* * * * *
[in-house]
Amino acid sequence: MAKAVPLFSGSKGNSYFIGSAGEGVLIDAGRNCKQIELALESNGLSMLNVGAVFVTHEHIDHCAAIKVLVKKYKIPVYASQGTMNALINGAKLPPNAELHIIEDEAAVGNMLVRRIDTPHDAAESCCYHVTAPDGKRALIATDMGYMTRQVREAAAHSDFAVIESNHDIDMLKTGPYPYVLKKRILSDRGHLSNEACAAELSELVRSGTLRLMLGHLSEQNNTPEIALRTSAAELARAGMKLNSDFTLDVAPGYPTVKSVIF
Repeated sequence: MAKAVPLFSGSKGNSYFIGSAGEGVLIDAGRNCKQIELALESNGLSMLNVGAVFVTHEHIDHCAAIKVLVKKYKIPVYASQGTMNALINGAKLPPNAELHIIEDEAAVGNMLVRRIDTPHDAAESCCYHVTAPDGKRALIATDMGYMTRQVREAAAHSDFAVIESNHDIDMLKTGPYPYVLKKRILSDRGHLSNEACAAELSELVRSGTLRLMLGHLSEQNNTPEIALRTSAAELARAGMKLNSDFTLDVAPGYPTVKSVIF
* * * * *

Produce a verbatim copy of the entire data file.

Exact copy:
[in-house]
Amino acid sequence: MAKAVPLFSGSKGNSYFIGSAGEGVLIDAGRNCKQIELALESNGLSMLNVGAVFVTHEHIDHCAAIKVLVKKYKIPVYASQGTMNALINGAKLPPNAELHIIEDEAAVGNMLVRRIDTPHDAAESCCYHVTAPDGKRALIATDMGYMTRQVREAAAHSDFAVIESNHDIDMLKTGPYPYVLKKRILSDRGHLSNEACAAELSELVRSGTLRLMLGHLSEQNNTPEIALRTSAAELARAGMKLNSDFTLDVAPGYPTVKSVIF
Repeated sequence: MAKAVPLFSGSKGNSYFIGSAGEGVLIDAGRNCKQIELALESNGLSMLNVGAVFVTHEHIDHCAAIKVLVKKYKIPVYASQGTMNALINGAKLPPNAELHIIEDEAAVGNMLVRRIDTPHDAAESCCYHVTAPDGKRALIATDMGYMTRQVREAAAHSDFAVIESNHDIDMLKTGPYPYVLKKRILSDRGHLSNEACAAELSELVRSGTLRLMLGHLSEQNNTPEIALRTSAAELARAGMKLNSDFTLDVAPGYPTVKSVIF